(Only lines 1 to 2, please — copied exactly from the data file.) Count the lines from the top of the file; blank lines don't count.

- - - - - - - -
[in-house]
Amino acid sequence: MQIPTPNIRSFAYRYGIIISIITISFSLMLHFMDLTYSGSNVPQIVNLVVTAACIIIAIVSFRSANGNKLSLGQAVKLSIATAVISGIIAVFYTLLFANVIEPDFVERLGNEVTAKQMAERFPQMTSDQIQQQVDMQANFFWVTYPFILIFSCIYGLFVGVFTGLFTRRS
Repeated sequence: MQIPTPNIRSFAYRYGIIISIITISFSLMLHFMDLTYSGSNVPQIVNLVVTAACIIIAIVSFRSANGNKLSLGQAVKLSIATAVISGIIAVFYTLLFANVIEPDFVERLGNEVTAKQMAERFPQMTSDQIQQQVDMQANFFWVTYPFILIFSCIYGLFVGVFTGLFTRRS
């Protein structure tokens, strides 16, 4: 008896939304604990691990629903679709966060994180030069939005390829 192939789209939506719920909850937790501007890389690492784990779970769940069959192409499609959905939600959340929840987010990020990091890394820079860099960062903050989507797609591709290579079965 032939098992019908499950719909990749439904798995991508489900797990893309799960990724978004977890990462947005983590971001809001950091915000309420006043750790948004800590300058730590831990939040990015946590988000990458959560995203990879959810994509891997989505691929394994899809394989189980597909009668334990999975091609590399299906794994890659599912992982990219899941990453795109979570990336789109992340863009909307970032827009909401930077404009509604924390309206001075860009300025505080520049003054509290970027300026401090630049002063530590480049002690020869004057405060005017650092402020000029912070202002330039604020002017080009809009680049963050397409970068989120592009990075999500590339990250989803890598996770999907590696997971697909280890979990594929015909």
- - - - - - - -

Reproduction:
[in-house]
Amino acid sequence: MQIPTPNIRSFAYRYGIIISIITISFSLMLHFMDLTYSGSNVPQIVNLVVTAACIIIAIVSFRSANGNKLSLGQAVKLSIATAVISGIIAVFYTLLFANVIEPDFVERLGNEVTAKQMAERFPQMTSDQIQQQVDMQANFFWVTYPFILIFSCIYGLFVGVFTGLFTRRS